Gender and Ethnicity Pay Gap Reports 2022

young man speaking in a meeting

Our commitment to an inclusive workplace

We've published our pay gap reports for 2022.

We will continue to set ambitious EDI targets to become the best charity that we can be and make the greatest progress in our collective fight against cancer.

Read the statement from our Chief Executive Officer, Michelle Mitchell below. 


Our CEO, Michelle Mitchell on our Gender and Ethnicity Pay Gap Reports 

We've published Cancer Research UK’s gender and ethnicity pay gap reports. 

There is a UK government requirement for all companies with over 250 employees to publish their gender pay gap data. We’ve also published our ethnicity pay gap report, which isn’t a legal requirement, but we welcome the opportunity to be open and transparent. The 2022 gender and ethnicity pay figures are calculated on data available on our reporting date, 5 April 2022. 

The gender and ethnicity pay gaps are not the same as equal pay, which formed part of the 2010 Equality Act. The act prohibits discrimination on grounds of race and gender and other protected characteristics, and involves females and males or White and ethnic minority employees being paid the same for like/similar work. At Cancer Research UK, we conduct an equal pay audit and are confident that we pay females and males the same pay for equal work. 

The gender pay gap is the difference in average pay between all females and males regardless of the work they perform. The ethnicity pay gap is calculated by comparing the average pay of White employees and other ethnic minority employees in an organisation, regardless of the roles they do. 

Gender pay gap

Our mean (average) gender pay gap has reduced from 19.7% in 2021 to 18.3% in 2022, and our median (middle) gender pay gap has reduced from 30.9% to 27.6%. While we're pleased that these results show some improvement, the gaps remain higher than we would like and reducing them further will take time.  

Our gender pay gap remains affected by the overall shape and distribution of females and males working across the charity, which hasn’t changed much since last year. The gap worsened during the Covid-19 pandemic primarily due to changes made to our structure. Colleagues in our shops continue to make up more than half of our workforce and we employ far more females than males in retail roles, which is typical of the retail sector in the UK. It is a lower paid sector, which continues to have the greatest impact when we compare the average hourly rates of females and males.  

Ethnicity pay gap

Our mean ethnicity pay gap has reduced from -9.3% in 2021 to -5.9% in 2022. This means that staff from an ethnic minority background are paid on average more than White employees. Our median ethnicity pay gap is -23.3% in 2022, compared to -32.0% in 2021. While the pay gaps remain in favour of ethnic minority staff, it is only one indicator and is based on small numbers, so does not provide a comprehensive view of the diversity of our workforce.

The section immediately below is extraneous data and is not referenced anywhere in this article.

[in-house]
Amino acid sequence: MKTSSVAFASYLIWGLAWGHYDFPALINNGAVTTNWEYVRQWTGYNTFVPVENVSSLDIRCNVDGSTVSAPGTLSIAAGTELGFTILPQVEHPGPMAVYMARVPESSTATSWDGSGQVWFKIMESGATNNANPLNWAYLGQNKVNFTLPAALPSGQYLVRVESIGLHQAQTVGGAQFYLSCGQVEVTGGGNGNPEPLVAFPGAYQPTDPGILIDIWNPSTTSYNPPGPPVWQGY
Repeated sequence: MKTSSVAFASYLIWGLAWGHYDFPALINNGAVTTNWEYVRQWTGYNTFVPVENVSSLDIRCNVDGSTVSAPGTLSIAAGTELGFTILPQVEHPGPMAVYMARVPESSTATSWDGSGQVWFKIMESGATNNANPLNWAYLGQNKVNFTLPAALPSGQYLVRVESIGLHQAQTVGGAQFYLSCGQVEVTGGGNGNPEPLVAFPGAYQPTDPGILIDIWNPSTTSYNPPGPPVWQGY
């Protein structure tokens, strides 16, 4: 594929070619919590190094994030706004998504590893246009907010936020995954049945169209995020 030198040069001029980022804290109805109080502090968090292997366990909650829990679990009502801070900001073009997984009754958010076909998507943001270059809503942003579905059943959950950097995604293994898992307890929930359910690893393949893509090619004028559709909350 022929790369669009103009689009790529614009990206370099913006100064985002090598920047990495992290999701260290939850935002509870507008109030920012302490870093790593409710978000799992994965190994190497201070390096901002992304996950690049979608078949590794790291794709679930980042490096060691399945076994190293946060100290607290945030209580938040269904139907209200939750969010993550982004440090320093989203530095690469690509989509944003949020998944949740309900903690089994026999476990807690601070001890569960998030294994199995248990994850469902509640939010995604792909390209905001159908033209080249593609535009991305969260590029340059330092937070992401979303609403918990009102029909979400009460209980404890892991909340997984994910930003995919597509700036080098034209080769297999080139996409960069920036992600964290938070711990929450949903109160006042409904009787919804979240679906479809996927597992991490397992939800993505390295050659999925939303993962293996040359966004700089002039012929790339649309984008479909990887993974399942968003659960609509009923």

There are two main factors influencing our ethnicity pay gap – the low numbers of ethnic minority colleagues employed across all levels and roles in the charity, and the lower proportion of ethnic minority colleagues employed in our shops. At the reporting date of April 2022, only 12% of staff that had disclosed their ethnicity were from an ethnic minority background, however this figure has increased to 13.5% as of December 2022. 

How we're closing the gaps

We've made several changes to the way we recruit since publishing last year’s pay gap data. We've reviewed all our job descriptions, rewritten job adverts with a focus on accessibility and inclusivity, and introduced anonymous applications at all levels of the recruitment process. These changes have been made to remove bias from the shortlisting process and ensure we can attract, retain and develop the very best talent to help us beat cancer. 

We will explore and interrogate our pay gap data in more detail, engaging with colleagues across the charity and identifying key areas where we could make more targeted interventions. We will continue to set ambitious EDI targets to become the best charity that we can be and make the greatest progress in our collective fight against cancer. 

Michelle Mitchell OBE 

Chief Executive  
Cancer Research UK